Sports Drinks Impact on Glucose (Blood Sugar)

There are a variety of “sports drinks” on the market today, but does the average exerciser really need this to stay hydrated? Here, we’ll take a look at the potential benefits and risks of drinking a sports drink as a person with diabetes.

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Why staying hydrated is important for people with diabetes

Dehydration can be subtle or severe. Not drinking enough water during a regular day can lead to mild dehydration that you may not even notice. 

Becoming legitimately dehydrated after a long bout of exercise, an extremely hot day, or during an illness (vomiting, diarrhea, etc.) can cause a noticeable spike in your blood glucose (blood sugar).

When you become dehydrated, the amount of water in your bloodstream decreases, which means the glucose (sugar) in your bloodstream becomes more concentrated.

While there isn’t technically more sugar suddenly in your bloodstream, the ratio of sugar and water has changed, making your blood glucose level measure much higher. 

Dehydration can lead to mildly higher blood glucose levels or significant spikes in your blood glucose. 

What is in most of today’s sports drinks?

Sports drinks are designed to help you maintain healthy hydration levels during and after certain types of exercise.  

The ingredients usually include:

  • Electrolytes: During exercise, you lose potassium, magnesium, sodium, chloride, calcium, and phosphorus in your sweat. Replenishing these electrolytes during lengthy exercise is important because they help your nerves and muscles function properly, maintain healthy blood pressure, and rebuild damaged muscle tissue. 
  • 6% carbohydrates: 6 percent describes the amount of sugar versus water in the beverage. Gatorade and Powerade, for example, both contain about 25 grams of carbohydrates per 12 ounces. 
  • Caffeine (sometimes): Many of today’s sports drinks now contain caffeine, which can also raise blood glucose levels. Caffeine gives you energy by triggering the release of stored sugar from your liver. For a person with diabetes, that release of extra sugar may spike your blood glucose significantly. 

Most of these beverages also include a variety of artificial flavors, food coloring, and preservatives.

What about sugar-free sports drinks?

Instead of dextrose or sucrose, sugar-free (or “zero”) versions of sports drinks like Gatorade and Powerade contain sucralose or aspartame to give it a sweet flavor.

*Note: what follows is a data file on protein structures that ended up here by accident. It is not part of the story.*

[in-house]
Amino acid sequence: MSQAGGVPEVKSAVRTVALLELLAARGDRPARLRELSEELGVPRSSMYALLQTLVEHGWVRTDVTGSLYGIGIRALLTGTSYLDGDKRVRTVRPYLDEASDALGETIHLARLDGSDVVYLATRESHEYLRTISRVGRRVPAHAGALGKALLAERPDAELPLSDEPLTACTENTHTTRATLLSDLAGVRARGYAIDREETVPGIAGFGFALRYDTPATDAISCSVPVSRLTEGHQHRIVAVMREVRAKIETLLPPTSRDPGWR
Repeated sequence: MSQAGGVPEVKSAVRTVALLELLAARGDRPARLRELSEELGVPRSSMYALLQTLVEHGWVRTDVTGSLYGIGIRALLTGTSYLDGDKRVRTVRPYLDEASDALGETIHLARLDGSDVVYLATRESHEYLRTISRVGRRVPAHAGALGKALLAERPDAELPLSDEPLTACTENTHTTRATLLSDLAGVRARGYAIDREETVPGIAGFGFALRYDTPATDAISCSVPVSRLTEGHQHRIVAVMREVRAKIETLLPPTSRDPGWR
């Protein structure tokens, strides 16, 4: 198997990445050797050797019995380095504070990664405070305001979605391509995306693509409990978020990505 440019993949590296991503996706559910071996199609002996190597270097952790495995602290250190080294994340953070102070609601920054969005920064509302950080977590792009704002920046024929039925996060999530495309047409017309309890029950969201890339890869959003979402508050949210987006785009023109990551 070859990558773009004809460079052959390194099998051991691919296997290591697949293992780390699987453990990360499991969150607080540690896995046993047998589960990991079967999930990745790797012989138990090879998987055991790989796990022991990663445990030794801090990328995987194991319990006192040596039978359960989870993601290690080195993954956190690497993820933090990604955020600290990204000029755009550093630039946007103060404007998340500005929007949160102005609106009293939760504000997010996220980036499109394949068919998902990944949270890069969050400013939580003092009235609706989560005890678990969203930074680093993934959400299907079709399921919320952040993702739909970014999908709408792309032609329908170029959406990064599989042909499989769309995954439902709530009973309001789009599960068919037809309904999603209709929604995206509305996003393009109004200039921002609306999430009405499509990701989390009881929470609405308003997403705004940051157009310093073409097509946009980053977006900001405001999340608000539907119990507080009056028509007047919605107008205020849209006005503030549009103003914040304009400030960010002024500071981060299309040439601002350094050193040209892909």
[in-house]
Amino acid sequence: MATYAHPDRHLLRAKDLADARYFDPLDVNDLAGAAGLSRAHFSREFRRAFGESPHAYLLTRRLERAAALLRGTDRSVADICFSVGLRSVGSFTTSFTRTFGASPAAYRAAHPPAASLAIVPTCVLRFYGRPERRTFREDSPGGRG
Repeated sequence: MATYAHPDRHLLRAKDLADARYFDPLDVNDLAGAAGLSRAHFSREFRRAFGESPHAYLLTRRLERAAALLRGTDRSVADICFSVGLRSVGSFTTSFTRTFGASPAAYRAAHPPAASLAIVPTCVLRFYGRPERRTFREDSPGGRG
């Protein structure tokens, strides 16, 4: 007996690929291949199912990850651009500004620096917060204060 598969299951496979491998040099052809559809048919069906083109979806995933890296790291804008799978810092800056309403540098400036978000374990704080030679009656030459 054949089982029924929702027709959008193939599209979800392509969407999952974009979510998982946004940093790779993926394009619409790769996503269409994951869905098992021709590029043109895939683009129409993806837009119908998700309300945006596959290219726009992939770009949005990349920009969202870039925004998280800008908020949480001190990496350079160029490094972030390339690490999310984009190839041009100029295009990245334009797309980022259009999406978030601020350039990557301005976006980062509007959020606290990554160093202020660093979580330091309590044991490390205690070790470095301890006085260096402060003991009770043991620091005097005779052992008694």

While artificial sweeteners do not raise blood glucose levels noticeably in the minutes and hours after drinking them, there is a great deal of research questioning their overall safety and long-term impacts on your health (insulin resistance, weight-gain, cancer, inflammation, etc.): 1, 2, 3.

If you’re going to drink sports drinks as a person with diabetes, a sugar-free or “zero” version might be the simplest option, but consuming these artificial sweeteners in excessive amounts is not recommended.

Should people with diabetes drink sports drinks?

Maybe—but it depends on several factors. 

For the average exerciser, research has determined that simply drinking water is more than enough to keep you well-hydrated during a workout and throughout the day. 

On the other hand, sports drinks with electrolytes and carbohydrates can be helpful for maintaining hydration levels during lengthy types of exercise (like long distance running/cycling, high school soccer tournaments, long hikes, etc.). 

However, the biggest exception here is if you’re using those carbohydrates to keep your blood glucose steady. Researchers have found the gradual consumption of carbohydrates from sipping a sports drink can help prevent low blood glucose during aerobic exercise. 

How much water should you drink for the average workout?

Does your hour-long, high-intensity workout or power-walk call for a Gatorade? Probably not. While it may feel intense and you may have sweated a lot, consuming regular ol’ water should keep you hydrated.

The American Council on Exercise recommends the following to stay well-hydrated:

  • 17 to 20 ounces of water two to three hours before exercising
  • 8 ounces of water 30 minutes before exercising
  • 7 to 10 ounces of water for every 20 minutes of exercise
  • 8 ounces of water within 30 minutes of exercising

This may be a bit much depending on your age, type of exercise, and personal preferences, but the important thing is to become more mindful of how much water you’re getting each day.

Information provided by Beyond Type 1